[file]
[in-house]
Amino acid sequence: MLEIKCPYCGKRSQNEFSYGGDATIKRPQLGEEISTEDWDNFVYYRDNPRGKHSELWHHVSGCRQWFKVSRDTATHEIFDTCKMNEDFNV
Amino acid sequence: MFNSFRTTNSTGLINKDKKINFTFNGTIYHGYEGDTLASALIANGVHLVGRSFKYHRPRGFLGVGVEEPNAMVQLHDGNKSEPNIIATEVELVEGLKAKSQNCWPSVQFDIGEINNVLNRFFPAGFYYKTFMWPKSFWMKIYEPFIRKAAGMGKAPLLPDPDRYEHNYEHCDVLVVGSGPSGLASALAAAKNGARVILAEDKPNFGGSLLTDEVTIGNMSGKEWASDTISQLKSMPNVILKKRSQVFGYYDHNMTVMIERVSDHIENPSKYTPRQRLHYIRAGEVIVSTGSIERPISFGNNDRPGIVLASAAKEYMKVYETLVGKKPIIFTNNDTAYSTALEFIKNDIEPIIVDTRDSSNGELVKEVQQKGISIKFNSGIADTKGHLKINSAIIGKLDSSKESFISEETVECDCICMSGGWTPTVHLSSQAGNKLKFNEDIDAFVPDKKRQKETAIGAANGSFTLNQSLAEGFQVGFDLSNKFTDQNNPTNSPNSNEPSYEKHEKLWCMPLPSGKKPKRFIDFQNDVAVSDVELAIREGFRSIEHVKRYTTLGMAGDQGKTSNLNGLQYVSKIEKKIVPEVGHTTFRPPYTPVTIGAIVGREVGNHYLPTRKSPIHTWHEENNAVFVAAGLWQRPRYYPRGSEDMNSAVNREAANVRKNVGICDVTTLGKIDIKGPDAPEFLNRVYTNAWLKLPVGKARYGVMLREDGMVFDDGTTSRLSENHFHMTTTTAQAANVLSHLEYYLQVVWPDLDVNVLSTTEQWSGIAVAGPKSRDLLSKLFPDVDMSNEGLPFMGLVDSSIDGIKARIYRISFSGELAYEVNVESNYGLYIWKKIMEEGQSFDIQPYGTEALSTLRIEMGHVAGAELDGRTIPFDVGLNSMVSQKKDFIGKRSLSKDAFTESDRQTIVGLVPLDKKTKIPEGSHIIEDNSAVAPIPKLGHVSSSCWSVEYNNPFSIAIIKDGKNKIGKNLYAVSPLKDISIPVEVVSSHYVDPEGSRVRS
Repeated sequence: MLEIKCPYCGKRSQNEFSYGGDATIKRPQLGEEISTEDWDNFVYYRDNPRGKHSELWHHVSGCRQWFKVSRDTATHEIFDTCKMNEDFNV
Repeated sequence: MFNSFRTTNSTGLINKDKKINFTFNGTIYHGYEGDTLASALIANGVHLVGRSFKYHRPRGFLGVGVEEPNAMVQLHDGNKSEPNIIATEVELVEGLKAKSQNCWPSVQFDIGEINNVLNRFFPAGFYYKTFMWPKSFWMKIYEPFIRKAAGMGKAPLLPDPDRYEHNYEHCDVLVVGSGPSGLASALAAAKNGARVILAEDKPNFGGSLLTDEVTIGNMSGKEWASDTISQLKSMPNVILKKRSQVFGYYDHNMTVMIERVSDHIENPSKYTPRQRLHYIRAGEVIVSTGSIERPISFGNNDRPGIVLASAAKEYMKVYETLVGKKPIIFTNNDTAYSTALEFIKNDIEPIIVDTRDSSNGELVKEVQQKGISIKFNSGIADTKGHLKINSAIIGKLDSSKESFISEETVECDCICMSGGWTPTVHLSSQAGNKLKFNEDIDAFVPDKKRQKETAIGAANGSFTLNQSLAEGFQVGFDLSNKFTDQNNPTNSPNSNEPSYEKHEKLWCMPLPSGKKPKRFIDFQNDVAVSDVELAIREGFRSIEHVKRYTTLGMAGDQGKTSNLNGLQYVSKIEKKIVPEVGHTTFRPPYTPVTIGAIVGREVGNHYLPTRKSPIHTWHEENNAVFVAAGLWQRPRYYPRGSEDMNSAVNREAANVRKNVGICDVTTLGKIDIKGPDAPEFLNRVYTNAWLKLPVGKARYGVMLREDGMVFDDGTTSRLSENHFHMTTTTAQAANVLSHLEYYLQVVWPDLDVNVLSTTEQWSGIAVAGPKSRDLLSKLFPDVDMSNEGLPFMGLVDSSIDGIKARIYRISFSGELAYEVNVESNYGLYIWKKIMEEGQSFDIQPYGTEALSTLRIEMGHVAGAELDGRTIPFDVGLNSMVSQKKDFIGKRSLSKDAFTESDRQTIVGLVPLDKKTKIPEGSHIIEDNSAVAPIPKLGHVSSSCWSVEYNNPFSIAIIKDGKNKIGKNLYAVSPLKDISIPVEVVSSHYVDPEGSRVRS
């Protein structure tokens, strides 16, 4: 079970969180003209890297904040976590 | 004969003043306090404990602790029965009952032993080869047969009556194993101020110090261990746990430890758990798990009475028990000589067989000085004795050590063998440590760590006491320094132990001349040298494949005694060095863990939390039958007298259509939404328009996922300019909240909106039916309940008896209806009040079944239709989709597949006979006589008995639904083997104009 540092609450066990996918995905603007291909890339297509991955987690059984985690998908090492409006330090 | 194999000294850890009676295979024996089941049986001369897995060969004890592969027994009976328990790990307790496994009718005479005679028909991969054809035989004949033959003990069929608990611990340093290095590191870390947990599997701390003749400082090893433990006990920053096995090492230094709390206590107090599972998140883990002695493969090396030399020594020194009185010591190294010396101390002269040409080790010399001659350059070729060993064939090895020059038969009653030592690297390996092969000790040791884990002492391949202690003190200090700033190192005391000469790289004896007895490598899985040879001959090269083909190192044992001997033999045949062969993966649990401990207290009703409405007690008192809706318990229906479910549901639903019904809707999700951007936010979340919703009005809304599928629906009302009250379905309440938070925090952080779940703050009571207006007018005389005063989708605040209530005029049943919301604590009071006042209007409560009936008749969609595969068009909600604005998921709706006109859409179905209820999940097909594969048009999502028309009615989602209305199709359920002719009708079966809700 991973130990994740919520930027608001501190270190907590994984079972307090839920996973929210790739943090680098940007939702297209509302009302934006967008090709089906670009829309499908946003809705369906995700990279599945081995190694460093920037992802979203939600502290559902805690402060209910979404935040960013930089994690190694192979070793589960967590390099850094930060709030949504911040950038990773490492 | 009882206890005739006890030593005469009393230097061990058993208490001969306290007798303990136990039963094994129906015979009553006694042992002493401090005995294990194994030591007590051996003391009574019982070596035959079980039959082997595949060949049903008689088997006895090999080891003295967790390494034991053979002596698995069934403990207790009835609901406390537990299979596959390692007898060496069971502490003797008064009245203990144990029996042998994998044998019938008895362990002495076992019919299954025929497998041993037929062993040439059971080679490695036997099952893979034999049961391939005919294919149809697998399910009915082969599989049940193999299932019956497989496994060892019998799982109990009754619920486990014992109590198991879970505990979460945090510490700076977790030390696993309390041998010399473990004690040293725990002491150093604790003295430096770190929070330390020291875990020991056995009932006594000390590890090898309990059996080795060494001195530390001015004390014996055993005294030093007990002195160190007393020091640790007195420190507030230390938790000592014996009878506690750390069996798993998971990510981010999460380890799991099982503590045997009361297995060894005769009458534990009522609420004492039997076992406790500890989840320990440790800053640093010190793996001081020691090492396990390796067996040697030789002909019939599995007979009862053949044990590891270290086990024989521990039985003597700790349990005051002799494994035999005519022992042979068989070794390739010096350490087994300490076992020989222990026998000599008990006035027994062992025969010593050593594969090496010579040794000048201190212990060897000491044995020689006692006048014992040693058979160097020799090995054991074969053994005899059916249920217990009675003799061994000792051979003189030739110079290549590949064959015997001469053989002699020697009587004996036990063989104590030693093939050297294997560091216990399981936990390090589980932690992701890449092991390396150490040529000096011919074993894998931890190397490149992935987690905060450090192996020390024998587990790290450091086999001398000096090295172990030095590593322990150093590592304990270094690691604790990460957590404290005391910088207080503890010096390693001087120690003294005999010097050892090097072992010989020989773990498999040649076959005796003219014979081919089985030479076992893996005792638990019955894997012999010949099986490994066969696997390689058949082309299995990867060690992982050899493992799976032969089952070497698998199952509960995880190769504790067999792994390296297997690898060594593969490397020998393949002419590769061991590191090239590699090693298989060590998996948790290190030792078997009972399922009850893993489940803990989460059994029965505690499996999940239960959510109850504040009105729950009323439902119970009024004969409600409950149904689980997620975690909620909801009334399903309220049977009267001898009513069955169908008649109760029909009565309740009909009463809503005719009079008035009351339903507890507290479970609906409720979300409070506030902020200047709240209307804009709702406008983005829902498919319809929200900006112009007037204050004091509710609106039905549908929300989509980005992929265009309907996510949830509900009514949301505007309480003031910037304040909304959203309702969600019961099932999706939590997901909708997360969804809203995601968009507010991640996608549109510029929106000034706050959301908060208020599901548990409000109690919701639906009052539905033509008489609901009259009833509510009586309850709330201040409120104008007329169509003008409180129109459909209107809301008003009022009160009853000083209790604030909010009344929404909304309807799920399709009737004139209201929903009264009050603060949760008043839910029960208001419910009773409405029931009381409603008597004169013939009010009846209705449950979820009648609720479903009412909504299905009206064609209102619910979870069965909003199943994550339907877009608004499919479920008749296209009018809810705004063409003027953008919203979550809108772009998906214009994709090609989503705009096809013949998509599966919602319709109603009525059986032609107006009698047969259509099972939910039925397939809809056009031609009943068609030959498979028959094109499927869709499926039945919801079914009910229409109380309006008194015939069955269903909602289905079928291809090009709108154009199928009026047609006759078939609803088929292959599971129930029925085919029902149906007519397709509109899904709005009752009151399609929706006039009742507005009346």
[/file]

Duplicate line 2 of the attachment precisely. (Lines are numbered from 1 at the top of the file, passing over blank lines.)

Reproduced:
Amino acid sequence: MLEIKCPYCGKRSQNEFSYGGDATIKRPQLGEEISTEDWDNFVYYRDNPRGKHSELWHHVSGCRQWFKVSRDTATHEIFDTCKMNEDFNV